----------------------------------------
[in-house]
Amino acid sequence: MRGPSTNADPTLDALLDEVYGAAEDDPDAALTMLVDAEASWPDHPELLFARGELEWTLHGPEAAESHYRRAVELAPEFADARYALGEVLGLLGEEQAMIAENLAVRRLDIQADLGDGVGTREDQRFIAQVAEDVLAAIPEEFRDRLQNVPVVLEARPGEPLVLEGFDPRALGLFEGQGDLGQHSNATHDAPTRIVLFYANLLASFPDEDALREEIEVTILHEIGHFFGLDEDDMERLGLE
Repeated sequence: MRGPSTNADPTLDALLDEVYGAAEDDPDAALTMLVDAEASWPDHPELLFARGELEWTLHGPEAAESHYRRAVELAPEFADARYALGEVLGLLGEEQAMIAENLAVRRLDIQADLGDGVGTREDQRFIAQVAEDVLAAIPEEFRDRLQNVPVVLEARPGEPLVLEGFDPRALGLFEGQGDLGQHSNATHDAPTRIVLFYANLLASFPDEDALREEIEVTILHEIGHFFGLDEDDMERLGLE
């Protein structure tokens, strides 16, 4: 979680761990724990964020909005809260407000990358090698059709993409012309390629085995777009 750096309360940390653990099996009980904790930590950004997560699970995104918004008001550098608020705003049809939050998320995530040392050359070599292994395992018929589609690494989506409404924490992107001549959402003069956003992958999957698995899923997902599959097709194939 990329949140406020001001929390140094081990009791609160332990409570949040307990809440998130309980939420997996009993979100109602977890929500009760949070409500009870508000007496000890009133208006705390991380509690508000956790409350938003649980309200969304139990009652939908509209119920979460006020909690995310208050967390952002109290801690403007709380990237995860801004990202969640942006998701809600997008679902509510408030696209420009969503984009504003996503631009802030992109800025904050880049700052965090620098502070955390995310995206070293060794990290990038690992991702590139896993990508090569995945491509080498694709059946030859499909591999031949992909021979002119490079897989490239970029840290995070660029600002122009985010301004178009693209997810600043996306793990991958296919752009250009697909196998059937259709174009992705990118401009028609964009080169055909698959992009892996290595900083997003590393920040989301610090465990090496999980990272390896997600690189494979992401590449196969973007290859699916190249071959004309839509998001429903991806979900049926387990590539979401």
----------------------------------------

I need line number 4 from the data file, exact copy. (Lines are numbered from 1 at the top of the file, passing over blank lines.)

């Protein structure tokens, strides 16, 4: 979680761990724990964020909005809260407000990358090698059709993409012309390629085995777009 750096309360940390653990099996009980904790930590950004997560699970995104918004008001550098608020705003049809939050998320995530040392050359070599292994395992018929589609690494989506409404924490992107001549959402003069956003992958999957698995899923997902599959097709194939 990329949140406020001001929390140094081990009791609160332990409570949040307990809440998130309980939420997996009993979100109602977890929500009760949070409500009870508000007496000890009133208006705390991380509690508000956790409350938003649980309200969304139990009652939908509209119920979460006020909690995310208050967390952002109290801690403007709380990237995860801004990202969640942006998701809600997008679902509510408030696209420009969503984009504003996503631009802030992109800025904050880049700052965090620098502070955390995310995206070293060794990290990038690992991702590139896993990508090569995945491509080498694709059946030859499909591999031949992909021979002119490079897989490239970029840290995070660029600002122009985010301004178009693209997810600043996306793990991958296919752009250009697909196998059937259709174009992705990118401009028609964009080169055909698959992009892996290595900083997003590393920040989301610090465990090496999980990272390896997600690189494979992401590449196969973007290859699916190249071959004309839509998001429903991806979900049926387990590539979401």